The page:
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The Art of Failure - The Anti Self-Help Guide [Kindle Edition]

Neel Burton
4.5 out of 5 stars  See all reviews (8 customer reviews)

Print List Price: $22.00
Kindle Price: $7.99
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Book Description

We spend most of our time and energy chasing success, such that we have little left over for thinking and feeling, being and relating. As a result, we fail in the deepest possible way. We fail as human beings. 'The Art of Failure' explores what it means to be successful, and how, if at all, true success can be achieved.

An extraordinarily wide ranging mix of psychology and philosophy covering most of human behaviour from madness to happiness and the meaning of life, and encoutering ghosts and death on the way ... Brilliant. Neel Burton has already won several prizes ... and this volume deserves another. --The British Medical Association

The book's basic premise is that the modern Western definition of success is deeply flawed, presenting us with the false goals of material comfort, fame, power and hedonism. In contrast, Burton argues, Western philosophical and spiritual traditions have largely been in agreement that true happiness lies in accepting 'failure'; that we are limited, mortal, subject to frequent and unforeseen setbacks, in the face of which we do better to develop virtues of honesty, friendship, patience, and moderation. To be fair, this is not perhaps a lesson that the much maligned self-help guides have ignored, but the virtue of Burton's book is that he is not afraid to enter into these topics in more appropriate depth and detail. Throughout, his points are illustrated by recourse to theories, ideas and anecdotes cherry-picked from the lives and writings of the great philosophers - Plato and Aristotle (who feature heavily throughout), Epicurus and Heraclitus, but also representatives of the existentialist tradition, such as Nietzsche, Kierkegaard and Sartre. Burton also draws on his background in psychology in ranging through contemporary issues in psychiatry as well as the continued relevance of the classic approaches of Freud and Jung. Such discussion is augmented throughout with references to literature, art, religion and history, with the result that Burton's material is always engaging and interesting, presented in an accessible and clear manner. --Gareth Southwell, philosopher and writer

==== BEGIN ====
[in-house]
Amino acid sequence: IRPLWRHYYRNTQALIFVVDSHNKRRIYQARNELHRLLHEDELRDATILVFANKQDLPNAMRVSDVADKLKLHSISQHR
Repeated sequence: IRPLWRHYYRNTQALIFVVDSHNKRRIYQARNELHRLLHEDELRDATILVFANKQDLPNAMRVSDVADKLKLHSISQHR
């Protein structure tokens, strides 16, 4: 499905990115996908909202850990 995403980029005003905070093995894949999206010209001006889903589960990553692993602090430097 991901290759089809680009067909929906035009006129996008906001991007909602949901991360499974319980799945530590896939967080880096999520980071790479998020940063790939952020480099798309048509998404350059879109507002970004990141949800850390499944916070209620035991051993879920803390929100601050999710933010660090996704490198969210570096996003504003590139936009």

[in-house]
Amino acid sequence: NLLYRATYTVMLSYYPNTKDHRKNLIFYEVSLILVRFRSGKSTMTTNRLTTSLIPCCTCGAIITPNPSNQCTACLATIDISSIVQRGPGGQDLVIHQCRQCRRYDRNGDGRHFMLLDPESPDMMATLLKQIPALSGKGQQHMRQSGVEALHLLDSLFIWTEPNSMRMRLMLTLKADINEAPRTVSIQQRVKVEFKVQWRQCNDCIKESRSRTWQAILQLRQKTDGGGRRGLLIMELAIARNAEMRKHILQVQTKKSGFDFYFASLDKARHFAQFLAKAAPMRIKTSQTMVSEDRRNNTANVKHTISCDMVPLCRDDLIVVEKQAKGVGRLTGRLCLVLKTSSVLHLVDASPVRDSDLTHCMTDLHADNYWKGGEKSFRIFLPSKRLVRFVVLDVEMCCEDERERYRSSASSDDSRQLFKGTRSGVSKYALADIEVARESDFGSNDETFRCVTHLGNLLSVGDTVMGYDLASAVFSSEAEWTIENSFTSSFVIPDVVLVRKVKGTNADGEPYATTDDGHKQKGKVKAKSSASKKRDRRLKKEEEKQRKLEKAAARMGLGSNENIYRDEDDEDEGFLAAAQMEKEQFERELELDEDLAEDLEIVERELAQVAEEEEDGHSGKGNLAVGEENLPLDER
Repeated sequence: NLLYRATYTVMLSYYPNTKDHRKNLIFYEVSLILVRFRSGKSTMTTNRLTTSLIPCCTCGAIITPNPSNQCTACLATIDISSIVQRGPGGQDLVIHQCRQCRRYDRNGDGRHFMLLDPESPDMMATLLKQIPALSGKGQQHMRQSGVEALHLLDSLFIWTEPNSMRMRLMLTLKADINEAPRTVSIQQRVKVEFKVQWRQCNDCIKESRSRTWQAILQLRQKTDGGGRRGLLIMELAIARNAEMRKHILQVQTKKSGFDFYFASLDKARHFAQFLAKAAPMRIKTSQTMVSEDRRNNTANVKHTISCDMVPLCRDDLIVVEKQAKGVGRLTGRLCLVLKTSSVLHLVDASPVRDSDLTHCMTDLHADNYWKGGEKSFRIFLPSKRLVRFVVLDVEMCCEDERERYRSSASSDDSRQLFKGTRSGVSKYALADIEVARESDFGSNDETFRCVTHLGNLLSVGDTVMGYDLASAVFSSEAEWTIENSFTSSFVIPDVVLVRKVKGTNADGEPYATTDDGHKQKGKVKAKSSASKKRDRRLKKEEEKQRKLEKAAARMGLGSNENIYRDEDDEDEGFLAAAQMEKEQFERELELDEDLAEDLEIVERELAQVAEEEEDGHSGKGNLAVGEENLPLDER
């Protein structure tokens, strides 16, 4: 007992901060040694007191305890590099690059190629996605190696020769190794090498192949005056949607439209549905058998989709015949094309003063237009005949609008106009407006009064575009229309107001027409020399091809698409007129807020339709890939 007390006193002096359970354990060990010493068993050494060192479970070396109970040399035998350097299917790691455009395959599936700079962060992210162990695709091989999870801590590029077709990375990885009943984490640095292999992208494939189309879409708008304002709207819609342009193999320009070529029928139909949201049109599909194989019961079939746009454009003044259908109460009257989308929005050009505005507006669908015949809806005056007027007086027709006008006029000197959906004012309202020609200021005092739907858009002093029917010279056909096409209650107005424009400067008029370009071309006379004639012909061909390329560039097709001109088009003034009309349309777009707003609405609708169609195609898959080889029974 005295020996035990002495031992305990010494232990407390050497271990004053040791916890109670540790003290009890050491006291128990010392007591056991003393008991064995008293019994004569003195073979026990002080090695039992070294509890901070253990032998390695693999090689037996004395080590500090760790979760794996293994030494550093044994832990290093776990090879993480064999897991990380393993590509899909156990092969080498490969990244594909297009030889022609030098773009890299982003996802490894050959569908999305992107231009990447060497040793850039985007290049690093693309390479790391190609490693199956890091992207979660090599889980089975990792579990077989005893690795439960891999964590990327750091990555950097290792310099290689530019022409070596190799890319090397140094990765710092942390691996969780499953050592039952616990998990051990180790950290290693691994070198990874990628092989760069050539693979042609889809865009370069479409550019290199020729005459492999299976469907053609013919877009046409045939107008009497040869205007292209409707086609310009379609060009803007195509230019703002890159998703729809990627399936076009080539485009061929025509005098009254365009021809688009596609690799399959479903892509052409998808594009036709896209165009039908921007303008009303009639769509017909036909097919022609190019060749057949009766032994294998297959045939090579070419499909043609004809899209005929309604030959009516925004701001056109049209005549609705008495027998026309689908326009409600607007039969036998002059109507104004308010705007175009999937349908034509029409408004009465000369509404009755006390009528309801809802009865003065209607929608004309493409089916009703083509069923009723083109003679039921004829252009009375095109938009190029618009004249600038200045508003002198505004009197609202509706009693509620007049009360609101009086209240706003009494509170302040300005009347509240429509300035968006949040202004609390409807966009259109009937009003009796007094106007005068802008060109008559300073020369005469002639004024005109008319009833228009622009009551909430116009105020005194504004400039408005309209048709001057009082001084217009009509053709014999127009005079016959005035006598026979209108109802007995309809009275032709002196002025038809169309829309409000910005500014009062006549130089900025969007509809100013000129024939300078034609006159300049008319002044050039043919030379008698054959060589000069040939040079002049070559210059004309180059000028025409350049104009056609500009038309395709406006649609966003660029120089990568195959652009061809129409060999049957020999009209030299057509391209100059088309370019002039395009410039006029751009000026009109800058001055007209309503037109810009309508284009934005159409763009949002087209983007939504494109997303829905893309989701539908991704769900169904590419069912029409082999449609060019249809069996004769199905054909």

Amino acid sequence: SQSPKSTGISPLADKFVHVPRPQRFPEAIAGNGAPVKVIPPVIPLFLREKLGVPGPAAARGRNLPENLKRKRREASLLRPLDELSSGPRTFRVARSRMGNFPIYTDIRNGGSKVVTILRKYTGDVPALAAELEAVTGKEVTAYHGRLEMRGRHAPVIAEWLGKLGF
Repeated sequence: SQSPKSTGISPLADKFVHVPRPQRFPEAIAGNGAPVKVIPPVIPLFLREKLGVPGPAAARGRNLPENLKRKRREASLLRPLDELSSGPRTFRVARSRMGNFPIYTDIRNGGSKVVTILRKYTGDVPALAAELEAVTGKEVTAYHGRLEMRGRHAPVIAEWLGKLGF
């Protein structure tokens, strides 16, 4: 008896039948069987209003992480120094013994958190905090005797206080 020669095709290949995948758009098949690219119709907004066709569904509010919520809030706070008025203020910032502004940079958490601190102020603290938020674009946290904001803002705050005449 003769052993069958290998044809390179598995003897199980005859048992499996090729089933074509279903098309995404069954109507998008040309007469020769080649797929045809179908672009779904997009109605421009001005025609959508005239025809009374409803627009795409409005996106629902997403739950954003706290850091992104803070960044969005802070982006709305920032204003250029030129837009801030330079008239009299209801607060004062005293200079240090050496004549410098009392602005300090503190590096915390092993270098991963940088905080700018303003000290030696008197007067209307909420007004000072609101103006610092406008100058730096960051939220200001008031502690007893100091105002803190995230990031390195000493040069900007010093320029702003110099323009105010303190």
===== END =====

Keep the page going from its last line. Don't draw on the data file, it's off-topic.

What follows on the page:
Editorial Reviews

Review

An extraordinarily wide ranging mix of psychology and philosophy covering most of human behaviour from madness to happiness and the meaning of life, and encoutering ghosts and death on the way ... Brilliant. Neel Burton has already won several prizes ... and this volume deserves another. --The British Medical Association

The book's basic premise is that the modern Western definition of success is deeply flawed, presenting us with the false goals of material comfort, fame, power and hedonism. In contrast, Burton argues, Western philosophical and spiritual traditions have largely been in agreement that true happiness lies in accepting 'failure'; that we are limited, mortal, subject to frequent and unforeseen setbacks, in the face of which we do better to develop virtues of honesty, friendship, patience, and moderation. To be fair, this is not perhaps a lesson that the much maligned self-help guides have ignored, but the virtue of Burton's book is that he is not afraid to enter into these topics in more appropriate depth and detail. Throughout, his points are illustrated by recourse to theories, ideas and anecdotes cherry-picked from the lives and writings of the great philosophers [...] Burton also draws on his background in psychology in ranging through contemporary issues in psychiatry as well as the continued relevance of the classic approaches of Freud and Jung. Such discussion is augmented throughout with references to literature, art, religion and history, with the result that Burton's material is always engaging and interesting, presented in an accessible and clear manner. --Gareth Southwell, philosopher and writer